When it comes to bodybuilding, weight training, strength training, or general resistance training for that matter, many people have muscle groups and exercises that they enjoy working, and others that they don’t enjoy working quite so much. Because of this, a great deal of people will tend to focus on exercises and body parts that they enjoy working, and will neglect those that they don’t. When it comes to popular muscle groups, the pectoral (chest) muscles are a favourite for a great deal of people and yet despite this they will go into their chest workouts, week in and week out, and will perform the exact same exercises and the exact same routines again and again. As far as chest training is concerned, obviously you have your favourites *cough, bench press, *cough, but there are also many other exercises that will work just as well, if not better in fact, that you may not have even considered for one reason or another. If your struggling to add any real mass to your chest, or perhaps if your upper or lower pecs could stand to be brought up a little bit, here are five of the best chest exercises for maximum growth. Some you’ll be familiar with and will probably incorporate into your routines on a weekly basis, whilst others you may not have considered before. Let’s take a look.
Flat bench barbell press
The flat bench barbell press is arguably the most popular chest exercise in the entire world, and for pretty good reason too. It is a prime example of a compound movement that not only benefits the chest, but also works numerous other muscles as well, especially the triceps. When it comes to adding mass to the chest, there really is no finer example than the flat bench barbell press. Remember to always use a weight that you’re comfortable with, and if you are going heavy, always make sure that you have a spotter on hand in case you do encounter any difficulty.
Top tip – Use this exercise for building your chest rather than your ego. It doesn’t matter how much the guy next to you can bench press, or how much you want to brag on Facebook or Instagram, the simple fact remains that if you try going too heavy, too quickly, you run the risk of seriously injuring yourself. Instead, begin with a weight in which you can comfortably perform 8 – 12 reps before you fatigue, and focus on super strict form. Never bounce the bar off your chest, and at the bottom of the movement, try pausing for a second or two.
Incline dumbbell press
Whereas the flat bench barbell press is considered the perfect exercise for adding mass to pecs, it targets mainly the middle portion of the chest, and doesn’t always hit as much of the upper pectorals as you may have hoped. Incline dumbbell presses however, are fantastic for targeting the upper pectorals and are also considered safer than barbell presses. Sometimes, barbell presses, either flat or on an incline, can place excess pressure upon the shoulders, which is why so many people suffer rotator cuff injuries whilst trying to go too heavy with a barbell. By using dumbbells, less pressure is placed upon the joints and as a result they’re less likely to become injured.
Top tip – When using dumbbells to perform incline presses, make sure that you concentrate on your form rather than the weight that you’re using. Keep your arms in synchronicity and imagine you’re still using a barbell rather than a set of dumbbells. Simply put, you want both arms to moving at exactly the speed in-line with each other at all times.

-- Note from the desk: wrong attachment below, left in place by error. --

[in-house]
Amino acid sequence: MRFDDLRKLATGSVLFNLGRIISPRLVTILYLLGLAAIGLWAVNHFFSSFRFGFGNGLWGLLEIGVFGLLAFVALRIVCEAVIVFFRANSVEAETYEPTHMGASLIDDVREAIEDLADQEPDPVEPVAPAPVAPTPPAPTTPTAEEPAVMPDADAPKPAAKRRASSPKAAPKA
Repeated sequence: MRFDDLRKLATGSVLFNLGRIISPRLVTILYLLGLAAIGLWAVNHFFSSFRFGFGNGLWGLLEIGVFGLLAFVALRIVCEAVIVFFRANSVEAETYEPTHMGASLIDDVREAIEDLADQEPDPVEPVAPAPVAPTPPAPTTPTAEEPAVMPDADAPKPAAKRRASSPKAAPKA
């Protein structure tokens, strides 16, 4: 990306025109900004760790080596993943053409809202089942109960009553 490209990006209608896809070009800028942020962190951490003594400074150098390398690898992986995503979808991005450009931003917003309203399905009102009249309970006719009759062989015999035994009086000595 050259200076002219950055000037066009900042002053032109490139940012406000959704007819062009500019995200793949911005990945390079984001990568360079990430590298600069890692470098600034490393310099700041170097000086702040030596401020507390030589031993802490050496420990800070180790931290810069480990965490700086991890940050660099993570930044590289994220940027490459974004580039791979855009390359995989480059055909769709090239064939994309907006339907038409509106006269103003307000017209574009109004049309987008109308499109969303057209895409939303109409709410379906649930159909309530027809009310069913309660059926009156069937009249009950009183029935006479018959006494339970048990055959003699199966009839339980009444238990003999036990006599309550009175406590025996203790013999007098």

Now we’re reaching uncharted territory for some of you as not many people will perform weighted dips to work their chests on a regular basis. For overall chest activation, weighted dips are so vastly underrated it isn’t even funny. Weighted dips have been shown to stimulate the Central Nervous System and to activate more muscle fibres than many other exercises and due to the positioning of the body, it’s a great exercise for working the lower pecs.
Top tip – Dips are also used to work the triceps and so to ensure you’re targeting your chest muscles, lean your body forward slightly and slowly lower yourself down until you feel a deep stretch in your chest. If you don’t feel the stretch in your chest, lean forward slightly more. If you’re not confident with using extra weight, simply use your own bodyweight instead and perform more reps.
Incline dumbbell flyes
Another vastly underrated chest exercise is the incline dumbbell flye, and one of the reasons why it’s so underrated is the fact that many people simply don’t know how to perform it correctly. Rather than pressing to activate muscle fibres, this exercise is all about stimulating new growth by stretching these muscle fibres instead. When stretched under tension, studies have shown that muscle building anabolic pathways are stimulated incredibly well in the muscles, resulting in fantastic muscle growth, providing the exercise is performed correctly. By performing it on an incline, you can get a better stretch in the chest, thus stimulating more muscle growth.
Top tip – Move the dumbbells down slowly in a very wide arc and you’ll feel a deep stretch in your pectorals. When you feel the stretch, hold for 2 – 3 seconds and slowly return to the starting position and repeat as necessary.
We’ve been performing push ups since we were kids, yet many of us were probably not aware of just how effective these basic bodyweight exercises are when it comes to working the pectoral muscles. Push ups can be performed quickly, and pretty much anywhere, they aren’t too physically demanding, and they’re a great way of really finishing up a chest workout, or are ideal when super-setted with other exercises.
Top tip – If push ups feel too easy to you, try experimenting with different hand positions, or try them using three chairs, with one chair behind you for your legs, and the other two either side of you for your hands. This will allow you to go much deeper, and get a much better stretch in the chest.